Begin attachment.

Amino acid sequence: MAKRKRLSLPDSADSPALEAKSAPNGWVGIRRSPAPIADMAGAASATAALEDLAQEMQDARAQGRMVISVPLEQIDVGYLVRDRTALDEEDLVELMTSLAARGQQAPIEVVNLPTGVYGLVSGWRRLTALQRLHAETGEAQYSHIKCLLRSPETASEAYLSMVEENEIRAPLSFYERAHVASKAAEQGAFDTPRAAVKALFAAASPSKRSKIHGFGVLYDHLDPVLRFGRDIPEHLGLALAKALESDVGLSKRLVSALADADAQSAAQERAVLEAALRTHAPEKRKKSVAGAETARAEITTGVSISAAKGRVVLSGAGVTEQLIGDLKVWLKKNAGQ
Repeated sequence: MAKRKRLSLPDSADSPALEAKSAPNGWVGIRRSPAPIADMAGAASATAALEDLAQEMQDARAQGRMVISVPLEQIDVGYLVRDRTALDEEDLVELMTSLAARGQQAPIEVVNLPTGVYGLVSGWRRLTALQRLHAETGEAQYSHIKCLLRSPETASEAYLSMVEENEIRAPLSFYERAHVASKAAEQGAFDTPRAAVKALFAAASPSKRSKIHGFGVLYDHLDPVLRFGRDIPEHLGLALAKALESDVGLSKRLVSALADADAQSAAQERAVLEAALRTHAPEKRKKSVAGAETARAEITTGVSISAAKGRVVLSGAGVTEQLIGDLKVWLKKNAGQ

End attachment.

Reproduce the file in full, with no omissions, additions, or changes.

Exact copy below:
Amino acid sequence: MAKRKRLSLPDSADSPALEAKSAPNGWVGIRRSPAPIADMAGAASATAALEDLAQEMQDARAQGRMVISVPLEQIDVGYLVRDRTALDEEDLVELMTSLAARGQQAPIEVVNLPTGVYGLVSGWRRLTALQRLHAETGEAQYSHIKCLLRSPETASEAYLSMVEENEIRAPLSFYERAHVASKAAEQGAFDTPRAAVKALFAAASPSKRSKIHGFGVLYDHLDPVLRFGRDIPEHLGLALAKALESDVGLSKRLVSALADADAQSAAQERAVLEAALRTHAPEKRKKSVAGAETARAEITTGVSISAAKGRVVLSGAGVTEQLIGDLKVWLKKNAGQ
Repeated sequence: MAKRKRLSLPDSADSPALEAKSAPNGWVGIRRSPAPIADMAGAASATAALEDLAQEMQDARAQGRMVISVPLEQIDVGYLVRDRTALDEEDLVELMTSLAARGQQAPIEVVNLPTGVYGLVSGWRRLTALQRLHAETGEAQYSHIKCLLRSPETASEAYLSMVEENEIRAPLSFYERAHVASKAAEQGAFDTPRAAVKALFAAASPSKRSKIHGFGVLYDHLDPVLRFGRDIPEHLGLALAKALESDVGLSKRLVSALADADAQSAAQERAVLEAALRTHAPEKRKKSVAGAETARAEITTGVSISAAKGRVVLSGAGVTEQLIGDLKVWLKKNAGQ